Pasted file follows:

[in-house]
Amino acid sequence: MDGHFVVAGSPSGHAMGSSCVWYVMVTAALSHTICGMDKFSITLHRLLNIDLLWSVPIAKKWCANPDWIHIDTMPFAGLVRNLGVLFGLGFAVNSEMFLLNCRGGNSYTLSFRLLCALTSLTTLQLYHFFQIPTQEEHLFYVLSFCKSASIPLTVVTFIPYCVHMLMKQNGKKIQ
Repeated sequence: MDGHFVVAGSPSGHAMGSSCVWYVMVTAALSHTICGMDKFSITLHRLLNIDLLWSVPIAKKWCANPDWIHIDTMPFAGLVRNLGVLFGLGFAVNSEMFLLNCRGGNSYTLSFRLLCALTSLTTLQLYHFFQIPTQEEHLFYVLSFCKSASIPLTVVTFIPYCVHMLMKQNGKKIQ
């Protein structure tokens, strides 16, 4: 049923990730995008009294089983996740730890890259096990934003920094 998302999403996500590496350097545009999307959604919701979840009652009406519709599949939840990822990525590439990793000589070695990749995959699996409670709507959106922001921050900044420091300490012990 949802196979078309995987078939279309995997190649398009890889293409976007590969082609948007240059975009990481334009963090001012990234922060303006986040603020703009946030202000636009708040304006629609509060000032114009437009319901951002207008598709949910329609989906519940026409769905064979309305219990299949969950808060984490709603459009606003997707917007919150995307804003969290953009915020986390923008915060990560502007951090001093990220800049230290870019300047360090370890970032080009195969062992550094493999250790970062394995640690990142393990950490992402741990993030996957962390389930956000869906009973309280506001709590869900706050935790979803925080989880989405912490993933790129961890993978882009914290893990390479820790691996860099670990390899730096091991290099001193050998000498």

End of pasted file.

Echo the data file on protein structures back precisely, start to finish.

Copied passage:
[in-house]
Amino acid sequence: MDGHFVVAGSPSGHAMGSSCVWYVMVTAALSHTICGMDKFSITLHRLLNIDLLWSVPIAKKWCANPDWIHIDTMPFAGLVRNLGVLFGLGFAVNSEMFLLNCRGGNSYTLSFRLLCALTSLTTLQLYHFFQIPTQEEHLFYVLSFCKSASIPLTVVTFIPYCVHMLMKQNGKKIQ
Repeated sequence: MDGHFVVAGSPSGHAMGSSCVWYVMVTAALSHTICGMDKFSITLHRLLNIDLLWSVPIAKKWCANPDWIHIDTMPFAGLVRNLGVLFGLGFAVNSEMFLLNCRGGNSYTLSFRLLCALTSLTTLQLYHFFQIPTQEEHLFYVLSFCKSASIPLTVVTFIPYCVHMLMKQNGKKIQ
């Protein structure tokens, strides 16, 4: 049923990730995008009294089983996740730890890259096990934003920094 998302999403996500590496350097545009999307959604919701979840009652009406519709599949939840990822990525590439990793000589070695990749995959699996409670709507959106922001921050900044420091300490012990 949802196979078309995987078939279309995997190649398009890889293409976007590969082609948007240059975009990481334009963090001012990234922060303006986040603020703009946030202000636009708040304006629609509060000032114009437009319901951002207008598709949910329609989906519940026409769905064979309305219990299949969950808060984490709603459009606003997707917007919150995307804003969290953009915020986390923008915060990560502007951090001093990220800049230290870019300047360090370890970032080009195969062992550094493999250790970062394995640690990142393990950490992402741990993030996957962390389930956000869906009973309280506001709590869900706050935790979803925080989880989405912490993933790129961890993978882009914290893990390479820790691996860099670990390899730096091991290099001193050998000498």